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Anonymous, AP
FILE - This undated image provided by the National Park Service shows a gray wolf in the wild. Western ranchers say they’re hopeful the removal of gray wolves from the federal endangered species list will make it easier to hunt the predators and stem losses of cattle and sheep. (AP Photo/National Park Service, File)

SPANISH FORK — Numerous sightings of what might be a pack of wild wolves have drawn the attention of wildlife experts to Diamond Fork Canyon in the mountains east of here.

In yet another attempt to attract the animals for confirmation and tracking purposes, biologists are sending out calls and listening for the wolves to talk back.

"(It's) just sort of saying, 'I'm here. This is my territory. Is anybody else out there?'" said Kim Hersey, a biologist with the Utah Division of Wildlife Resources. Hersey was using an electronic device to send out high-pitched wolf "calls" last week and said she did receive a response that was "consistent with a wolf howl."

If it was a returning wolf call, and experts can get close enough to do some testing, it would be the first confirmed wolf pack in Utah since they were exterminated nearly a century ago.

Hersey said she saw an animal on the road a few weeks ago.

"It ran off into the bushes. And after a little while, howling at it, I was able to get a howl response from that animal," she said. "It was not a coyote. I, definitely, when I saw it, I thought wolf."

In the fall of 2010, a photo taken by a hunter was documented as the first solid evidence of the possibility of wolves in Utah, according to DWR officials. The animal in the photos appeared to be a wolf or a wolf-dog hybrid.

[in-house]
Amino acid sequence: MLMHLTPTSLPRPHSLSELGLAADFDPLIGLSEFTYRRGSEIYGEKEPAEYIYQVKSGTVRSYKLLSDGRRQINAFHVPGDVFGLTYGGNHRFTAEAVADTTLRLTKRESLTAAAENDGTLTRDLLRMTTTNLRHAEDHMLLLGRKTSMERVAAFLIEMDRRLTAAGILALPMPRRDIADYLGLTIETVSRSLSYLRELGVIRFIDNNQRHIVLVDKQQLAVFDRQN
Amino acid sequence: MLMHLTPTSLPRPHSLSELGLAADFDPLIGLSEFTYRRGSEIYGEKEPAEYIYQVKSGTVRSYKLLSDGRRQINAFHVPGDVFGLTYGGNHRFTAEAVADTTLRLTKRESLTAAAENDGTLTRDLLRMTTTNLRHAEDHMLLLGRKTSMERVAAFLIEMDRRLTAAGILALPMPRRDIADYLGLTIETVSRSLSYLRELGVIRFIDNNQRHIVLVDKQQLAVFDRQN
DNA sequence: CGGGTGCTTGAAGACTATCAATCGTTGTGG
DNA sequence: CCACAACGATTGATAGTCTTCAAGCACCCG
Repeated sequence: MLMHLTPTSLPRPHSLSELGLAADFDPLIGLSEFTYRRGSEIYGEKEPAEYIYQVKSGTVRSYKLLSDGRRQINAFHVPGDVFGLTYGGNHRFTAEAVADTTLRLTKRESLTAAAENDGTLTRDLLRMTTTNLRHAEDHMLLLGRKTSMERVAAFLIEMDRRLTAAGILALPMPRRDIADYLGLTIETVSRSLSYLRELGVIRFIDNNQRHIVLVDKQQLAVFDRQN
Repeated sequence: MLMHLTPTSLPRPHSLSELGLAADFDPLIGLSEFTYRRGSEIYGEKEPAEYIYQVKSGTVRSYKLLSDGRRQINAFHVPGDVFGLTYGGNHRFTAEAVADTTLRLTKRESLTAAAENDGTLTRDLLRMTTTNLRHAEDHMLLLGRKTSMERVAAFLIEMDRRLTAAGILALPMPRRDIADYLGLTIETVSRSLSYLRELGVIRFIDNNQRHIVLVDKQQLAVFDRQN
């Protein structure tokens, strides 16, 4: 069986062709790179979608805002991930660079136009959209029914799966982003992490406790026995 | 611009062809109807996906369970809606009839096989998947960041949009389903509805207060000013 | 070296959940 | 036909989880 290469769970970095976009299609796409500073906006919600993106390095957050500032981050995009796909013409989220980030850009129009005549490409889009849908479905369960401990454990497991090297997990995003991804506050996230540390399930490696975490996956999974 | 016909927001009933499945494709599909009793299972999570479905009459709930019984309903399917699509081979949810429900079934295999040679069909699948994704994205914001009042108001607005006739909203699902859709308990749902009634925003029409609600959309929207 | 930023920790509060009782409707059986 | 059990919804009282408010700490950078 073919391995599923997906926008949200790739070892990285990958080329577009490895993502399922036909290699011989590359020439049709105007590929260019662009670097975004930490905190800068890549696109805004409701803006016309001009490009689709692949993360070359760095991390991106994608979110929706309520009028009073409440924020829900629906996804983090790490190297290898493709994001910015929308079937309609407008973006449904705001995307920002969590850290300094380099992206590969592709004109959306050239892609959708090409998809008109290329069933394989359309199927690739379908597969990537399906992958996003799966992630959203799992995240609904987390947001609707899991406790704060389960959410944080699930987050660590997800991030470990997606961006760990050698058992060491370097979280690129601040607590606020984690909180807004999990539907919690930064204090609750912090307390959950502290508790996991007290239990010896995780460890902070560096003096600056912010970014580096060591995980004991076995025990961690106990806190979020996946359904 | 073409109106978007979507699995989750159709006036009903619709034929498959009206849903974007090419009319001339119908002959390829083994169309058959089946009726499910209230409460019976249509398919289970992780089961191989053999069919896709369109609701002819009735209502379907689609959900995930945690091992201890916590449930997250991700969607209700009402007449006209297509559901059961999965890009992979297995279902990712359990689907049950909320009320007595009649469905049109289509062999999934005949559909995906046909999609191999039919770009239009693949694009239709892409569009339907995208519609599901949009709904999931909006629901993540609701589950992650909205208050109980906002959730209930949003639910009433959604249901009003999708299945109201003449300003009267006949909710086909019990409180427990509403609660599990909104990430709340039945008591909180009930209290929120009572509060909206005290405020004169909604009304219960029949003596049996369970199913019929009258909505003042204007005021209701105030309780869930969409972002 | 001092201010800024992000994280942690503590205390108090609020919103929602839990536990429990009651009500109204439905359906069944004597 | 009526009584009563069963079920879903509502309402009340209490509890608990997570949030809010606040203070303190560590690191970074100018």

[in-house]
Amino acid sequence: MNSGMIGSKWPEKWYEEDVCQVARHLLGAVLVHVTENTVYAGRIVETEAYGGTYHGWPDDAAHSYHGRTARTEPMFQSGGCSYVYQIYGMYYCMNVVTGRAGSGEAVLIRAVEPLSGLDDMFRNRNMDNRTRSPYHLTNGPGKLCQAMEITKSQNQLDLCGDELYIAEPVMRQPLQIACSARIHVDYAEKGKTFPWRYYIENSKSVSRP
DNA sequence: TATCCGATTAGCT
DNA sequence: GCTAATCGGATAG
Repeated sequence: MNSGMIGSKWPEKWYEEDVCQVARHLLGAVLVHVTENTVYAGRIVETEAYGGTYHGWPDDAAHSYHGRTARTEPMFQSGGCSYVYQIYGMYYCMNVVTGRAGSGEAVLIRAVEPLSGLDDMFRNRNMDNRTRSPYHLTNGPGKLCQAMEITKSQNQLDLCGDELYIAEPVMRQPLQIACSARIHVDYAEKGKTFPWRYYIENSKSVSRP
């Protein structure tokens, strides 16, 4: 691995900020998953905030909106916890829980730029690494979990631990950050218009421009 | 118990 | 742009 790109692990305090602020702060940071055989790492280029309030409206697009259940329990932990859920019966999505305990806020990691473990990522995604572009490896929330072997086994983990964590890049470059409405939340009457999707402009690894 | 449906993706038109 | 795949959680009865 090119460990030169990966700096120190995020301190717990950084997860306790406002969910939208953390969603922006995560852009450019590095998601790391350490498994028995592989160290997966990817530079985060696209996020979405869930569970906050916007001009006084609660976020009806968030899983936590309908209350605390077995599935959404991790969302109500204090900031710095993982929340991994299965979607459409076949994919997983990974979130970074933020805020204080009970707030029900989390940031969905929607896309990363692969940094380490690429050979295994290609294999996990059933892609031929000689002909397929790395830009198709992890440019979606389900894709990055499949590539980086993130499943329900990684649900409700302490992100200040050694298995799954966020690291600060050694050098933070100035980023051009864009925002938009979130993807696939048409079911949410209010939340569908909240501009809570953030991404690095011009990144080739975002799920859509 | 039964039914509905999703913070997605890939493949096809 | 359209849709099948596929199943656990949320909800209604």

A year later, a calf-kill in the area looked to be the work of a wolf, and there were several other sightings reported by the public, including in nearby Hobble Creek Canyon.

In March, biologists flew in helicopters over the area, spotting what appeared to be four of the animals together, but they couldn't trace them very far. More recently, they tried putting out fresh meat, with motion-detector cameras standing by, but nothing has turned up.

"There's definitely a larger carnivore out there, a dog of some sort," Hersey said, adding that if a person sees a wolf, they'd likely know it by the large size of the animal. It would also leave prints much larger than a human hand and have a long stride. Characteristically, the elusive animal would most likely avoid a busy highway or road-kill.

Anyone who sees the animals is encouraged to call the DWR's Springville office at 801-491-5678.

Wolves are protected under the Endangered Species Act in the state, except for a small section in northern Utah and because of the protections in place, management of wolves falls under the purview of the U.S. Fish and Wildlife Service.

If the animals are caught and found to be a hybrid, or a mix with a dog breed, Hersey said the animals will be put down.